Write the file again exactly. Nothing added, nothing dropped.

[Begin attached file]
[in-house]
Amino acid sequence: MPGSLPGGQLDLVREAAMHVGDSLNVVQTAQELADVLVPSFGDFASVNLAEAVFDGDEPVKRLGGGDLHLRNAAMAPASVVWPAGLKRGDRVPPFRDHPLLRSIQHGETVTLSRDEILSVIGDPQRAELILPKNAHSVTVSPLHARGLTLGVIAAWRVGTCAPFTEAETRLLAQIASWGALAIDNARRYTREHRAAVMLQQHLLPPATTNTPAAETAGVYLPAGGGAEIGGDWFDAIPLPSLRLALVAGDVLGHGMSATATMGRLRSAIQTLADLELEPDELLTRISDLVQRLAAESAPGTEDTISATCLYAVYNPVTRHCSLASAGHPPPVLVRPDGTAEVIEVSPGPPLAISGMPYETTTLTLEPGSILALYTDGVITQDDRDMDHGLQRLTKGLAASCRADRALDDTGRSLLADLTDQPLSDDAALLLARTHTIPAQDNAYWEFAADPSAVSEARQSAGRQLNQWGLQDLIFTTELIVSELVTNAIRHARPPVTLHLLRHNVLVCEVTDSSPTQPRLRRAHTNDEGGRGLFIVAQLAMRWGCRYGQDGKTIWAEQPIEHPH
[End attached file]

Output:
[in-house]
Amino acid sequence: MPGSLPGGQLDLVREAAMHVGDSLNVVQTAQELADVLVPSFGDFASVNLAEAVFDGDEPVKRLGGGDLHLRNAAMAPASVVWPAGLKRGDRVPPFRDHPLLRSIQHGETVTLSRDEILSVIGDPQRAELILPKNAHSVTVSPLHARGLTLGVIAAWRVGTCAPFTEAETRLLAQIASWGALAIDNARRYTREHRAAVMLQQHLLPPATTNTPAAETAGVYLPAGGGAEIGGDWFDAIPLPSLRLALVAGDVLGHGMSATATMGRLRSAIQTLADLELEPDELLTRISDLVQRLAAESAPGTEDTISATCLYAVYNPVTRHCSLASAGHPPPVLVRPDGTAEVIEVSPGPPLAISGMPYETTTLTLEPGSILALYTDGVITQDDRDMDHGLQRLTKGLAASCRADRALDDTGRSLLADLTDQPLSDDAALLLARTHTIPAQDNAYWEFAADPSAVSEARQSAGRQLNQWGLQDLIFTTELIVSELVTNAIRHARPPVTLHLLRHNVLVCEVTDSSPTQPRLRRAHTNDEGGRGLFIVAQLAMRWGCRYGQDGKTIWAEQPIEHPH